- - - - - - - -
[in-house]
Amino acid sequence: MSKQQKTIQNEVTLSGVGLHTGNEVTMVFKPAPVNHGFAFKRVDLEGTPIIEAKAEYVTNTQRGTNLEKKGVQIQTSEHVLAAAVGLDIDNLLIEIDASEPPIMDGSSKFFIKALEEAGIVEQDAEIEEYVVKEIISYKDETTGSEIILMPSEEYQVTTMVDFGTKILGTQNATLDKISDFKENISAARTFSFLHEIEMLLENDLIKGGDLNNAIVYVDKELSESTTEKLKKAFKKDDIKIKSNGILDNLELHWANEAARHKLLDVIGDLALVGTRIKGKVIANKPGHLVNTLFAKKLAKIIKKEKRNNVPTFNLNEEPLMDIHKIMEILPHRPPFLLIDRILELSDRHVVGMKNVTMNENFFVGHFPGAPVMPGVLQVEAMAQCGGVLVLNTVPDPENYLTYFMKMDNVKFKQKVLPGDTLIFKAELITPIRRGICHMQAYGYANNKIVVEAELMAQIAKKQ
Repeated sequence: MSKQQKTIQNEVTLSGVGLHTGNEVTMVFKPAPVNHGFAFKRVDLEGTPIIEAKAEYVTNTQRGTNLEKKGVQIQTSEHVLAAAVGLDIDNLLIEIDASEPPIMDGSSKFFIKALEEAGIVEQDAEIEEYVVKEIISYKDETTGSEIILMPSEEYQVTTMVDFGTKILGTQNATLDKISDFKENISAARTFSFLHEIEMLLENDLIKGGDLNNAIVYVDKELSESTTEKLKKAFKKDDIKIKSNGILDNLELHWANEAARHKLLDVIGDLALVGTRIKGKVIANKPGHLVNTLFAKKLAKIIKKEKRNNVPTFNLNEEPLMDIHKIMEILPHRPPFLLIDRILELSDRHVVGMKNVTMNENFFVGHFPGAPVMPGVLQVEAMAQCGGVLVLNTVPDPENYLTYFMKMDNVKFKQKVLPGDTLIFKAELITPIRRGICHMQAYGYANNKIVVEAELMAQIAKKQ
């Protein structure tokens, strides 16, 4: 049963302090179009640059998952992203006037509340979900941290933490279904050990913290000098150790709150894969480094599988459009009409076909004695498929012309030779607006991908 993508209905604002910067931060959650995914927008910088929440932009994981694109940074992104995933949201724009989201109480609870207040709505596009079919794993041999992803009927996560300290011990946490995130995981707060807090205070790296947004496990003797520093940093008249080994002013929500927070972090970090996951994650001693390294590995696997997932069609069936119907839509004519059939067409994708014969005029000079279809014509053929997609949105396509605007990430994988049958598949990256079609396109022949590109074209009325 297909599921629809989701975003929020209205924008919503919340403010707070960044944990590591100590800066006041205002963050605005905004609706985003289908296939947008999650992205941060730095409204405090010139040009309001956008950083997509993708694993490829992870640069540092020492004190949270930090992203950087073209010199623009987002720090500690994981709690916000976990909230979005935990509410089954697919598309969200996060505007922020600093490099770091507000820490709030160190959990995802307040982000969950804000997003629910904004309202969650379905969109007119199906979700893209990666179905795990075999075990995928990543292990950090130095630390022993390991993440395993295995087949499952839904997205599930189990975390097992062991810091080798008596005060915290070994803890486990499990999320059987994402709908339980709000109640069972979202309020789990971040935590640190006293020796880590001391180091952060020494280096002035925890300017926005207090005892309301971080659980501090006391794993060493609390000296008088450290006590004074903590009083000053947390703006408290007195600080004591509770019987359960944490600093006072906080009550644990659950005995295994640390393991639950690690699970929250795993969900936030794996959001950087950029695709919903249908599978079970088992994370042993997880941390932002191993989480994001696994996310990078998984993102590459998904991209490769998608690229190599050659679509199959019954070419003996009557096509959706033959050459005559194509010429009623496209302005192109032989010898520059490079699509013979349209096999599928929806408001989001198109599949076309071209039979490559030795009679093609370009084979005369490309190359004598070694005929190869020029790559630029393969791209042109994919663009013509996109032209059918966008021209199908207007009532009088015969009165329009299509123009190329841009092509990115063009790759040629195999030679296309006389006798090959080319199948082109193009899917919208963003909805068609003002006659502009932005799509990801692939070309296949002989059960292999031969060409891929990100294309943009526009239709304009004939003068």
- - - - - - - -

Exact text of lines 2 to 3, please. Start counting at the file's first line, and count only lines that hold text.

Amino acid sequence: MSKQQKTIQNEVTLSGVGLHTGNEVTMVFKPAPVNHGFAFKRVDLEGTPIIEAKAEYVTNTQRGTNLEKKGVQIQTSEHVLAAAVGLDIDNLLIEIDASEPPIMDGSSKFFIKALEEAGIVEQDAEIEEYVVKEIISYKDETTGSEIILMPSEEYQVTTMVDFGTKILGTQNATLDKISDFKENISAARTFSFLHEIEMLLENDLIKGGDLNNAIVYVDKELSESTTEKLKKAFKKDDIKIKSNGILDNLELHWANEAARHKLLDVIGDLALVGTRIKGKVIANKPGHLVNTLFAKKLAKIIKKEKRNNVPTFNLNEEPLMDIHKIMEILPHRPPFLLIDRILELSDRHVVGMKNVTMNENFFVGHFPGAPVMPGVLQVEAMAQCGGVLVLNTVPDPENYLTYFMKMDNVKFKQKVLPGDTLIFKAELITPIRRGICHMQAYGYANNKIVVEAELMAQIAKKQ
Repeated sequence: MSKQQKTIQNEVTLSGVGLHTGNEVTMVFKPAPVNHGFAFKRVDLEGTPIIEAKAEYVTNTQRGTNLEKKGVQIQTSEHVLAAAVGLDIDNLLIEIDASEPPIMDGSSKFFIKALEEAGIVEQDAEIEEYVVKEIISYKDETTGSEIILMPSEEYQVTTMVDFGTKILGTQNATLDKISDFKENISAARTFSFLHEIEMLLENDLIKGGDLNNAIVYVDKELSESTTEKLKKAFKKDDIKIKSNGILDNLELHWANEAARHKLLDVIGDLALVGTRIKGKVIANKPGHLVNTLFAKKLAKIIKKEKRNNVPTFNLNEEPLMDIHKIMEILPHRPPFLLIDRILELSDRHVVGMKNVTMNENFFVGHFPGAPVMPGVLQVEAMAQCGGVLVLNTVPDPENYLTYFMKMDNVKFKQKVLPGDTLIFKAELITPIRRGICHMQAYGYANNKIVVEAELMAQIAKKQ